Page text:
As Federal positions collapsed both north and west of town, Gen. Howard ordered a retreat to the high ground south of town at Cemetery Hill, where he had left the division of Brig. Gen. Adolph von Steinwehr as a reserve.  Maj. Gen. Winfield S. Hancock assumed command of the battlefield, sent by Meade when he heard that Reynolds had been killed. Hancock, commander of the II Corps and his most trusted subordinate, was ordered to take command of the field and to determine whether Gettysburg was an appropriate place for a major battle.  Hancock told Howard, who was technically superior in rank, "I think this the strongest position by nature upon which to fight a battle that I ever saw." When Howard agreed, Hancock concluded the discussion: "Very well, sir, I select this as the battle-field." Hancock's determination had a morale-boosting effect on the retreating Union soldiers, but he played no direct tactical role on the first day.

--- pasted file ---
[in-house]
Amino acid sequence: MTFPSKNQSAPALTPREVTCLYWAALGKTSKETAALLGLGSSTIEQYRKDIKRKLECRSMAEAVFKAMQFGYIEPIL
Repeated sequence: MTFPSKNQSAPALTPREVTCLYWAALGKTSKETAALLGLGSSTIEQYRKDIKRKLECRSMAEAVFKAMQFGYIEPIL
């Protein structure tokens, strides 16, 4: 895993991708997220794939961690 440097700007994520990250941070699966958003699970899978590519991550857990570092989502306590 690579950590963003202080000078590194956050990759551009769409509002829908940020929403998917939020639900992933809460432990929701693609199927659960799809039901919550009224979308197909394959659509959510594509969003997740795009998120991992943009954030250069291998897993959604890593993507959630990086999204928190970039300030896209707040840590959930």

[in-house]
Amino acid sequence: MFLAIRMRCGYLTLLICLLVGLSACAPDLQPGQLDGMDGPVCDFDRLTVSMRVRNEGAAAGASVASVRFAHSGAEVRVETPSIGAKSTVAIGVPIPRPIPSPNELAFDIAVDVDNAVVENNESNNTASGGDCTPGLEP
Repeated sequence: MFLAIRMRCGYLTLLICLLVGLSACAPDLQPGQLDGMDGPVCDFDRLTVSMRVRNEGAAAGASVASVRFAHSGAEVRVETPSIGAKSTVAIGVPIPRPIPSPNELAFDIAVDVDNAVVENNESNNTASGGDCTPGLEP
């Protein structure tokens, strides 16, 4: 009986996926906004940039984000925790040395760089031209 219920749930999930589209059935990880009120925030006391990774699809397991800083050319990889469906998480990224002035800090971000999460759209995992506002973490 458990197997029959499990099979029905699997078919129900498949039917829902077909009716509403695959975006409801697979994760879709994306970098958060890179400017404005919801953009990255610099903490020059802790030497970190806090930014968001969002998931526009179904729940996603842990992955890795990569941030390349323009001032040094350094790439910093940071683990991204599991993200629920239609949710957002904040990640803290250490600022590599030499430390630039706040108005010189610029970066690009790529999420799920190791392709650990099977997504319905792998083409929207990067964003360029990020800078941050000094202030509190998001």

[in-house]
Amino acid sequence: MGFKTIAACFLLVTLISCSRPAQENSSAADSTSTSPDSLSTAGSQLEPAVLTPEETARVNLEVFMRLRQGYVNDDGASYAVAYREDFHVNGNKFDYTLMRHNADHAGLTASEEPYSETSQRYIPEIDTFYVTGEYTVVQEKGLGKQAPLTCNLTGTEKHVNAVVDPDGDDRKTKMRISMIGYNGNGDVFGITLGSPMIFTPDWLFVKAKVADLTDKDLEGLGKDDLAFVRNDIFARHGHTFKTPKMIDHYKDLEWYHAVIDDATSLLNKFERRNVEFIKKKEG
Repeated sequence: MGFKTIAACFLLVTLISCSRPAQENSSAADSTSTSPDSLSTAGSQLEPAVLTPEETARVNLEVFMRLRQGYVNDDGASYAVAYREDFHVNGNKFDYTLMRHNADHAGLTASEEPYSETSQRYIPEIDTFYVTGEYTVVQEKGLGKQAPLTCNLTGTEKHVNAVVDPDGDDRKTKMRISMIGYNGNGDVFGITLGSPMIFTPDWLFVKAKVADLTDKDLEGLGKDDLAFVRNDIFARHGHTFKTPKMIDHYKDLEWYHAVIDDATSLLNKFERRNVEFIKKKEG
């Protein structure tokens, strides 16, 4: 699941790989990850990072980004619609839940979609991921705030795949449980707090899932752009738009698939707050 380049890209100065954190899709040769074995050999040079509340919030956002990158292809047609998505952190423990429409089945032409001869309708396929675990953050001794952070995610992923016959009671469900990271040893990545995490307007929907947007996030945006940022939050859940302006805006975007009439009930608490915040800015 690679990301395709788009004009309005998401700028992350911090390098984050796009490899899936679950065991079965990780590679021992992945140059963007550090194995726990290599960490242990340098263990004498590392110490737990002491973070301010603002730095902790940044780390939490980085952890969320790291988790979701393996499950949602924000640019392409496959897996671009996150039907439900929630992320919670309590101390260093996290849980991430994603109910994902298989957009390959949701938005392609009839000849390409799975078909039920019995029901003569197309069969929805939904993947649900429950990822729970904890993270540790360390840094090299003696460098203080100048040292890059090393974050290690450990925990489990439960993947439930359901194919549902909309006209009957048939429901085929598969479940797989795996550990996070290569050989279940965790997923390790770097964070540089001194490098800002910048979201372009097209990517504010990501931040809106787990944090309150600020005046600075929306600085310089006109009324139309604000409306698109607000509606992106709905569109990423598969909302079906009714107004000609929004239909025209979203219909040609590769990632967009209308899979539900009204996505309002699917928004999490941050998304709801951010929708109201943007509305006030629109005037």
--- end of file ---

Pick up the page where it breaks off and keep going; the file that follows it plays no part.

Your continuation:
After suffering large casualties on the third day, Lee’s hope of a successful attack to the North vanished. He waited for the Union’s counter-offensive on July 4, however that did not happen. That night, the rain fell heavily and General Lee withdrew his devastated army toward Virginia. General Meade did not pursue the rival after Gettysburg. Nonetheless, the encounter was a serious defeat to the Confederacy. Lee army suffered a casualty of around 23,000 men, which was about a third of his army. General Lee was left discouraged by the defeat, and presented his resignation to President Jefferson. The president refused the resignation and Lee continued being the commander for the rest of the war.
Taking refuge in the bed of an unfinished railroad, Davis' troops desperately fought back as Union troops formed in their front and then charged the Southerners. At the center of the charge was Lieutenant Colonel Rufus R. Dawes whose 6th Wisconsin Infantry, also from the Iron Brigade, successfully trapped many of the Confederates in the deepest section of the Railroad Cut . Sgt. Frank Waller wrested the colors of the 2nd Mississippi Infantry from the flag bearer in the railroad bed during the short, deadly struggle. There was no escape for the Southerners in the cut soon covered by members of the 6th Wisconsin, 95th New York and the 14th Brooklyn (84th New York), which threw troops across the railroad bed west of the cut. Mercifully the Union troops held their fire and called for the Confederates to surrender. Over 200 men from Davis' brigade were now prisoners.